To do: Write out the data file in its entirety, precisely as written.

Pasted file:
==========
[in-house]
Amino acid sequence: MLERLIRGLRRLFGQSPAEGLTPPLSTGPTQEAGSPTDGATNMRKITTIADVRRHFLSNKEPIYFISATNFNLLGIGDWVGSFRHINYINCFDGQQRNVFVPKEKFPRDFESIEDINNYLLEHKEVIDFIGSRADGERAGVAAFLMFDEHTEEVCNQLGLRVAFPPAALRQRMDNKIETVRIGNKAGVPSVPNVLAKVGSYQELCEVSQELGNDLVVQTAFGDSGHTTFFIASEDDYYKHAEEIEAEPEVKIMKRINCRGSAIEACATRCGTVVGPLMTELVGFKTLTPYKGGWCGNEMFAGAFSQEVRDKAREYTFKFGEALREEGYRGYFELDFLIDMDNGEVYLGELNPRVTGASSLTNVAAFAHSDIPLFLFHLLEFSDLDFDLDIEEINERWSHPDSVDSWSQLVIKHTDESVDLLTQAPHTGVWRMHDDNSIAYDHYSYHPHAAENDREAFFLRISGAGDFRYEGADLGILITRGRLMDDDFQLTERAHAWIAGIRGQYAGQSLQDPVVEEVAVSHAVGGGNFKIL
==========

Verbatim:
[in-house]
Amino acid sequence: MLERLIRGLRRLFGQSPAEGLTPPLSTGPTQEAGSPTDGATNMRKITTIADVRRHFLSNKEPIYFISATNFNLLGIGDWVGSFRHINYINCFDGQQRNVFVPKEKFPRDFESIEDINNYLLEHKEVIDFIGSRADGERAGVAAFLMFDEHTEEVCNQLGLRVAFPPAALRQRMDNKIETVRIGNKAGVPSVPNVLAKVGSYQELCEVSQELGNDLVVQTAFGDSGHTTFFIASEDDYYKHAEEIEAEPEVKIMKRINCRGSAIEACATRCGTVVGPLMTELVGFKTLTPYKGGWCGNEMFAGAFSQEVRDKAREYTFKFGEALREEGYRGYFELDFLIDMDNGEVYLGELNPRVTGASSLTNVAAFAHSDIPLFLFHLLEFSDLDFDLDIEEINERWSHPDSVDSWSQLVIKHTDESVDLLTQAPHTGVWRMHDDNSIAYDHYSYHPHAAENDREAFFLRISGAGDFRYEGADLGILITRGRLMDDDFQLTERAHAWIAGIRGQYAGQSLQDPVVEEVAVSHAVGGGNFKIL